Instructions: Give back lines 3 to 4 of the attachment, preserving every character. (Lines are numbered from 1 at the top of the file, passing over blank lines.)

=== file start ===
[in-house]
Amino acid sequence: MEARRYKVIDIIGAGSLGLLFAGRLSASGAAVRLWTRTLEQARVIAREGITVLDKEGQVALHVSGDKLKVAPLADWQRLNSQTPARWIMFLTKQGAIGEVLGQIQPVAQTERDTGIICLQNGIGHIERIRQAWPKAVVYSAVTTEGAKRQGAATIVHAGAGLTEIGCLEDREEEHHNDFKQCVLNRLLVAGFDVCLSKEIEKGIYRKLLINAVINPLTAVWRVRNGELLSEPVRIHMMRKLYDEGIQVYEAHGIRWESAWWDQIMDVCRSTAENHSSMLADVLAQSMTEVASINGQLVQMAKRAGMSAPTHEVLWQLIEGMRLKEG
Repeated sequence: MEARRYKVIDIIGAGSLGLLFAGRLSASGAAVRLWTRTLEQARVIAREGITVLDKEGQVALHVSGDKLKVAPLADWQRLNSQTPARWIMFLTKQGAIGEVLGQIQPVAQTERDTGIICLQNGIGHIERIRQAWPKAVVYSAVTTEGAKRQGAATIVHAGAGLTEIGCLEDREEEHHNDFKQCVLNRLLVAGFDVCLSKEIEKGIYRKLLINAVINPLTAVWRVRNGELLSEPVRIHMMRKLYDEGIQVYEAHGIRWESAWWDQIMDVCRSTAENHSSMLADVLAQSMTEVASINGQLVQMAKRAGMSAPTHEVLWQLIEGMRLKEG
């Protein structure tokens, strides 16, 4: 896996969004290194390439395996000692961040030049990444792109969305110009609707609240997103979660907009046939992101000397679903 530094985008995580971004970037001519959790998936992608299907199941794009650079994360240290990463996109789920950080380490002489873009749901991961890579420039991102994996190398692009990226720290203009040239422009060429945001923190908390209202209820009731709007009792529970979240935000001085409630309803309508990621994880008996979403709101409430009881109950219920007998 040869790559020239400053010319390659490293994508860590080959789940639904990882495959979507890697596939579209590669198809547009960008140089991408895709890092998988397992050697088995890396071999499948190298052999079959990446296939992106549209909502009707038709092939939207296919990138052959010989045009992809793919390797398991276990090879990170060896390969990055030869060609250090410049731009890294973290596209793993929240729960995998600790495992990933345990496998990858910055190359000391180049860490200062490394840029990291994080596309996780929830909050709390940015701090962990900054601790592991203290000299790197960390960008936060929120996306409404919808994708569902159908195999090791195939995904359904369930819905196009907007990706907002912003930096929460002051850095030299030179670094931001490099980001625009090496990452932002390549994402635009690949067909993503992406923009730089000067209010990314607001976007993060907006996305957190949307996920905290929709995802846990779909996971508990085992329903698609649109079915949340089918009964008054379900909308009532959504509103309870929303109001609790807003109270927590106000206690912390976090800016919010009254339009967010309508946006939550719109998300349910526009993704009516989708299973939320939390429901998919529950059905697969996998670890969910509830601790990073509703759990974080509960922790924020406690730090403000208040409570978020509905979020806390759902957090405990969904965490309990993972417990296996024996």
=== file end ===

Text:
Repeated sequence: MEARRYKVIDIIGAGSLGLLFAGRLSASGAAVRLWTRTLEQARVIAREGITVLDKEGQVALHVSGDKLKVAPLADWQRLNSQTPARWIMFLTKQGAIGEVLGQIQPVAQTERDTGIICLQNGIGHIERIRQAWPKAVVYSAVTTEGAKRQGAATIVHAGAGLTEIGCLEDREEEHHNDFKQCVLNRLLVAGFDVCLSKEIEKGIYRKLLINAVINPLTAVWRVRNGELLSEPVRIHMMRKLYDEGIQVYEAHGIRWESAWWDQIMDVCRSTAENHSSMLADVLAQSMTEVASINGQLVQMAKRAGMSAPTHEVLWQLIEGMRLKEG
């Protein structure tokens, strides 16, 4: 896996969004290194390439395996000692961040030049990444792109969305110009609707609240997103979660907009046939992101000397679903 530094985008995580971004970037001519959790998936992608299907199941794009650079994360240290990463996109789920950080380490002489873009749901991961890579420039991102994996190398692009990226720290203009040239422009060429945001923190908390209202209820009731709007009792529970979240935000001085409630309803309508990621994880008996979403709101409430009881109950219920007998 040869790559020239400053010319390659490293994508860590080959789940639904990882495959979507890697596939579209590669198809547009960008140089991408895709890092998988397992050697088995890396071999499948190298052999079959990446296939992106549209909502009707038709092939939207296919990138052959010989045009992809793919390797398991276990090879990170060896390969990055030869060609250090410049731009890294973290596209793993929240729960995998600790495992990933345990496998990858910055190359000391180049860490200062490394840029990291994080596309996780929830909050709390940015701090962990900054601790592991203290000299790197960390960008936060929120996306409404919808994708569902159908195999090791195939995904359904369930819905196009907007990706907002912003930096929460002051850095030299030179670094931001490099980001625009090496990452932002390549994402635009690949067909993503992406923009730089000067209010990314607001976007993060907006996305957190949307996920905290929709995802846990779909996971508990085992329903698609649109079915949340089918009964008054379900909308009532959504509103309870929303109001609790807003109270927590106000206690912390976090800016919010009254339009967010309508946006939550719109998300349910526009993704009516989708299973939320939390429901998919529950059905697969996998670890969910509830601790990073509703759990974080509960922790924020406690730090403000208040409570978020509905979020806390759902957090405990969904965490309990993972417990296996024996």